Forti says as a victim of a pit bull attack, the issue is personal. He can still recall how, more than 10 years ago, he was at work as a paint contractor in an Aurora townhome community when a pit bull escaped its yard and attacked him. Bystanders were able to pull him away from the dog, but memory of the incident remains vivid.

“Then all of a sudden, I'm living at Red Hawk Townhomes,” he said, “and the same exact thing was happening, except no one got mauled.”

Forti explained in light of his own experience, he considers the breed “silent but deadly.” There was no warning before he was attacked, he said, and he fears allowing pit bulls into town would enable similar incidents to happen.

Forti asked: “Are we waiting for somebody to get mauled and somebody to get hurt?”

Dudley has a response to the victims of pit bull attacks.

“Anyone who is attacked by a dog is a victim,” she said.

But she also believes attacks are more often a result of irresponsible ownership, something Forti also acknowledged, and not a dog's breed.

From Forti's perspective, however, irresponsible dog ownership paired with a breed capable of inflicting severe injury is a recipe for disaster, and good reason for a breed ban.

“There's always going to be opposition, and that's fine,” Dudley said. “I say to them, come to the open houses. Talk to animal control.”

Comments pour in

For those on either side of the debate, pit bull bans are often an emotional issue. Pro-ban and anti-ban groups are each armed with statistics and research they say proves their side of the issue.

The potential repeal of a breed ban in Castle Rock has also garnered widespread attention, making it difficult for town staff to sift through public comment it has received on the topic.

In a Dec. 5 memo, staff said more than 400 comments concerning the animal code have poured in online, through the mail and at open houses. The majority focused on the breed-specific ban, but it was at times difficult to determine on which side commentators stood, and in some cases, whether they were town residents.

Results were further complicated, staff wrote, because the 128 comments in favor of lifting the ban could have been submitted by the same individual through more than one platform, as could the 30 comments in favor of keeping the ban in place.

The issues surrounding public comment are one reason Castle Rock resident George Hager said he intends to petition for a special election, so the “divisive” matter can be decided by voters.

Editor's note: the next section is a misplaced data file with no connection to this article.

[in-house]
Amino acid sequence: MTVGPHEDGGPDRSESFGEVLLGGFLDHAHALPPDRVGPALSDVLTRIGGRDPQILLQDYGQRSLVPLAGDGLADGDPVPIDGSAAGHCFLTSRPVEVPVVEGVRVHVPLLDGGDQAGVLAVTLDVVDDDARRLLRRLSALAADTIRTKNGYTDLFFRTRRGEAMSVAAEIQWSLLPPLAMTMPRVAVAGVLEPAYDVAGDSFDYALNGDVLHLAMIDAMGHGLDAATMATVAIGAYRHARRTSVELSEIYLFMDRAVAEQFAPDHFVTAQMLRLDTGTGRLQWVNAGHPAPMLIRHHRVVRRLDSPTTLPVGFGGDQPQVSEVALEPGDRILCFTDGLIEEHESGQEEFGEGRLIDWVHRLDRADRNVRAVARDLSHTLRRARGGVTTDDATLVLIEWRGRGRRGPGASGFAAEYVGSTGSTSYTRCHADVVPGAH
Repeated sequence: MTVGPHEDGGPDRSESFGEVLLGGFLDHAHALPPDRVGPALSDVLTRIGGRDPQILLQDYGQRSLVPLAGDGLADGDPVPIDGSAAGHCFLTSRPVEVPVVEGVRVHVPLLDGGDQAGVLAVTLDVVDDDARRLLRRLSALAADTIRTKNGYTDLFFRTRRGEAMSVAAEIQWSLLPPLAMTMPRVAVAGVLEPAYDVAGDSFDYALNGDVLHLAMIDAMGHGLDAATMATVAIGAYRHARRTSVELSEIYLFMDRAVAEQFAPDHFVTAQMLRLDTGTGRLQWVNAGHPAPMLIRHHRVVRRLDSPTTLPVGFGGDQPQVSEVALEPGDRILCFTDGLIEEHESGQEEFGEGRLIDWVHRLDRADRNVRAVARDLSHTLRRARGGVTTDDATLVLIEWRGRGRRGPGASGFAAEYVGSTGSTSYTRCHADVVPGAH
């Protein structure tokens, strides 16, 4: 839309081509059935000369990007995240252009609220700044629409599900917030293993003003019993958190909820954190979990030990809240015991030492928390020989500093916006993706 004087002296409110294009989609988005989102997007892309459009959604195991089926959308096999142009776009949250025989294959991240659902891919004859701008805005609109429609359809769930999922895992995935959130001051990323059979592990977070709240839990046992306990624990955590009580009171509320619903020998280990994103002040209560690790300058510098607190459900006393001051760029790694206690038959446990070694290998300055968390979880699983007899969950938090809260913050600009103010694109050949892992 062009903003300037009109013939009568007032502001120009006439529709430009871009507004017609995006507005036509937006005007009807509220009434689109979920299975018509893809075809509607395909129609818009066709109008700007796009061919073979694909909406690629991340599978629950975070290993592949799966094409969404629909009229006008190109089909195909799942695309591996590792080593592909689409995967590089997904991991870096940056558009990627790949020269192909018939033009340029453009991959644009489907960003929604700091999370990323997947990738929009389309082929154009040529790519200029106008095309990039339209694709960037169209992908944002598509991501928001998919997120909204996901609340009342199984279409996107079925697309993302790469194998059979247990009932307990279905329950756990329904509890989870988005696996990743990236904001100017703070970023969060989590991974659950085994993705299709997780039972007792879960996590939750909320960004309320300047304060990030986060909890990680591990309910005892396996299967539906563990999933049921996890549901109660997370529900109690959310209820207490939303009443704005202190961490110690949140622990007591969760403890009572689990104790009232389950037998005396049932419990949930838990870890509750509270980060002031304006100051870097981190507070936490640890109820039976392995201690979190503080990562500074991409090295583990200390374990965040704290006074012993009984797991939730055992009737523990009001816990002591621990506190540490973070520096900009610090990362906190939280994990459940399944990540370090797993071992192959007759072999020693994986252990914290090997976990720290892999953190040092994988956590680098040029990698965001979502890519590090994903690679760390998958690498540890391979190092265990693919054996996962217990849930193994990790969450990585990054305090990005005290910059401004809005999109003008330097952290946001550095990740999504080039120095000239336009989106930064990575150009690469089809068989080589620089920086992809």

Hager was unhappy with mailers sent by the town of Castle Rock, which he said didn't contain the words “dog” or “pit bull,” and didn't adequately inform residents that lifting the breed-specific ban would mean allowing pit bulls into town.

As a father of three, Hager said he's pro-ban but would respect the results of an election. He sees that as a better alternative than letting council consider the proposed two-tier system. In order to place issues on the ballot, citizens can petition or ask town council to refer the measure to the voters.

“I think it's useless. If a dog has to attack or maul somebody in order to be considered dangerous, the damage is already done,” he said. “I'm not trying to sell, 'Keep the ban.' I'm trying to sell, 'Let the people decide. Let the people vote.' ”

Comments

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Mike

I have had a pit or pit-mix for my entire life. Not a single one of my dogs has bitten anyone, not have they ever tried. Furthermore, I have numerous friends and family members that now have pit or pit mixes in their homes, as family dogs. This was a direct result of the positive experience and interaction with my dogs. Not a single one has had an incident. I don't understand how someone can consider themselves a animal/dog lover and be ok with any type of BSL. It results in the euthanization of thousands of dogs, many of which have done nothing wrong. I know of numerous people that have been bitten by labs, shepherds, etc., but no one that was bitten by a pit. They were absolutely everywhere where I grew up. Where do u draw an imaginary line of what is dangerous? It is entirely to subject to judge by breed and not the behavior of a dog. I see terribly behaved and aggressive dogs in my neighborhood every day. Should I scream to have the breeds removed and put down? I refuse to kill a dog for the ignorance of their owner. I do however agree, not everyone should own them.